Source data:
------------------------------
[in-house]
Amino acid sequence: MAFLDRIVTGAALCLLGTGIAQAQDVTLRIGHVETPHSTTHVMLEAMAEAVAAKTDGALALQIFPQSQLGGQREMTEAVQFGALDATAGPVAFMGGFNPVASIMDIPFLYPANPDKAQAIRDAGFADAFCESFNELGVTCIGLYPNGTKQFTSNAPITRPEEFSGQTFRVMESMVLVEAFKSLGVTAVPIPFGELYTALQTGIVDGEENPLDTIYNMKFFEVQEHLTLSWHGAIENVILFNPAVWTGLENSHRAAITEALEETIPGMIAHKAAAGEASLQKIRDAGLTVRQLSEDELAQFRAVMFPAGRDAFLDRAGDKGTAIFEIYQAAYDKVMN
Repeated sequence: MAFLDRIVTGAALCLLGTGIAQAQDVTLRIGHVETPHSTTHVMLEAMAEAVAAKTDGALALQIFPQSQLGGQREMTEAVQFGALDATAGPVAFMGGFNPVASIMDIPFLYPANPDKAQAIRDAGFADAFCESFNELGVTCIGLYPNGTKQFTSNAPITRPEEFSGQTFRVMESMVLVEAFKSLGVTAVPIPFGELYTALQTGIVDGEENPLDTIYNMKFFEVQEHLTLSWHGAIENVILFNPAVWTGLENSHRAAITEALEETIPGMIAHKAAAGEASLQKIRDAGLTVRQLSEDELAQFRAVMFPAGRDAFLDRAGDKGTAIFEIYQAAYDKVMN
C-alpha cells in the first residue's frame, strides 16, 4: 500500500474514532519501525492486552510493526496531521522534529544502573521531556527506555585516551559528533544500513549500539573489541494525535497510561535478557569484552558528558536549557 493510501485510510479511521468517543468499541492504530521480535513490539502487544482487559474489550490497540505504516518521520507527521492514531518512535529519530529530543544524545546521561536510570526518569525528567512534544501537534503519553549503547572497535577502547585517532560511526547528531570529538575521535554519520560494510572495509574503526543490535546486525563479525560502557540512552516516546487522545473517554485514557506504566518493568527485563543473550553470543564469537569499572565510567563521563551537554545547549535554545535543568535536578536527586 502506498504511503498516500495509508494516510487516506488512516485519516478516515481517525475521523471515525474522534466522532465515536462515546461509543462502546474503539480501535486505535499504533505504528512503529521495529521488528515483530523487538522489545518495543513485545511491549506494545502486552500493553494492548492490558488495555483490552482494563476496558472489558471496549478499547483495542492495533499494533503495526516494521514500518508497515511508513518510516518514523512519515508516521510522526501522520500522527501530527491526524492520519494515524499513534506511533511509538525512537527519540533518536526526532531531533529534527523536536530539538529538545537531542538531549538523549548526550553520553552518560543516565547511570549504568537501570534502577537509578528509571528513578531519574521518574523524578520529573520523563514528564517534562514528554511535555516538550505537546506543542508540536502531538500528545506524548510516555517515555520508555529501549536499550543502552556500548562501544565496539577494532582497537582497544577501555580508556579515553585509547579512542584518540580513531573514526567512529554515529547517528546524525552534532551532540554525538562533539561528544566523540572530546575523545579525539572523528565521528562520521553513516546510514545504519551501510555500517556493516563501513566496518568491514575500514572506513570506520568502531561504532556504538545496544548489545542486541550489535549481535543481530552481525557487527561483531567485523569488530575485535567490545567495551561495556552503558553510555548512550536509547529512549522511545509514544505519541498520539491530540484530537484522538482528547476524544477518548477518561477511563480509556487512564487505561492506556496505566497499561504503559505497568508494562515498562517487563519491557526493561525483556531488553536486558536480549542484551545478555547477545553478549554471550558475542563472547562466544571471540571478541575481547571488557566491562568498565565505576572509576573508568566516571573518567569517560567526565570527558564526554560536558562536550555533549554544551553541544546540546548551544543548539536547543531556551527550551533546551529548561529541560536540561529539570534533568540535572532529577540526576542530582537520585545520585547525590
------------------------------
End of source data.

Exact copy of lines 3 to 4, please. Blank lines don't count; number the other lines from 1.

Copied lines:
Repeated sequence: MAFLDRIVTGAALCLLGTGIAQAQDVTLRIGHVETPHSTTHVMLEAMAEAVAAKTDGALALQIFPQSQLGGQREMTEAVQFGALDATAGPVAFMGGFNPVASIMDIPFLYPANPDKAQAIRDAGFADAFCESFNELGVTCIGLYPNGTKQFTSNAPITRPEEFSGQTFRVMESMVLVEAFKSLGVTAVPIPFGELYTALQTGIVDGEENPLDTIYNMKFFEVQEHLTLSWHGAIENVILFNPAVWTGLENSHRAAITEALEETIPGMIAHKAAAGEASLQKIRDAGLTVRQLSEDELAQFRAVMFPAGRDAFLDRAGDKGTAIFEIYQAAYDKVMN
C-alpha cells in the first residue's frame, strides 16, 4: 500500500474514532519501525492486552510493526496531521522534529544502573521531556527506555585516551559528533544500513549500539573489541494525535497510561535478557569484552558528558536549557 493510501485510510479511521468517543468499541492504530521480535513490539502487544482487559474489550490497540505504516518521520507527521492514531518512535529519530529530543544524545546521561536510570526518569525528567512534544501537534503519553549503547572497535577502547585517532560511526547528531570529538575521535554519520560494510572495509574503526543490535546486525563479525560502557540512552516516546487522545473517554485514557506504566518493568527485563543473550553470543564469537569499572565510567563521563551537554545547549535554545535543568535536578536527586 502506498504511503498516500495509508494516510487516506488512516485519516478516515481517525475521523471515525474522534466522532465515536462515546461509543462502546474503539480501535486505535499504533505504528512503529521495529521488528515483530523487538522489545518495543513485545511491549506494545502486552500493553494492548492490558488495555483490552482494563476496558472489558471496549478499547483495542492495533499494533503495526516494521514500518508497515511508513518510516518514523512519515508516521510522526501522520500522527501530527491526524492520519494515524499513534506511533511509538525512537527519540533518536526526532531531533529534527523536536530539538529538545537531542538531549538523549548526550553520553552518560543516565547511570549504568537501570534502577537509578528509571528513578531519574521518574523524578520529573520523563514528564517534562514528554511535555516538550505537546506543542508540536502531538500528545506524548510516555517515555520508555529501549536499550543502552556500548562501544565496539577494532582497537582497544577501555580508556579515553585509547579512542584518540580513531573514526567512529554515529547517528546524525552534532551532540554525538562533539561528544566523540572530546575523545579525539572523528565521528562520521553513516546510514545504519551501510555500517556493516563501513566496518568491514575500514572506513570506520568502531561504532556504538545496544548489545542486541550489535549481535543481530552481525557487527561483531567485523569488530575485535567490545567495551561495556552503558553510555548512550536509547529512549522511545509514544505519541498520539491530540484530537484522538482528547476524544477518548477518561477511563480509556487512564487505561492506556496505566497499561504503559505497568508494562515498562517487563519491557526493561525483556531488553536486558536480549542484551545478555547477545553478549554471550558475542563472547562466544571471540571478541575481547571488557566491562568498565565505576572509576573508568566516571573518567569517560567526565570527558564526554560536558562536550555533549554544551553541544546540546548551544543548539536547543531556551527550551533546551529548561529541560536540561529539570534533568540535572532529577540526576542530582537520585545520585547525590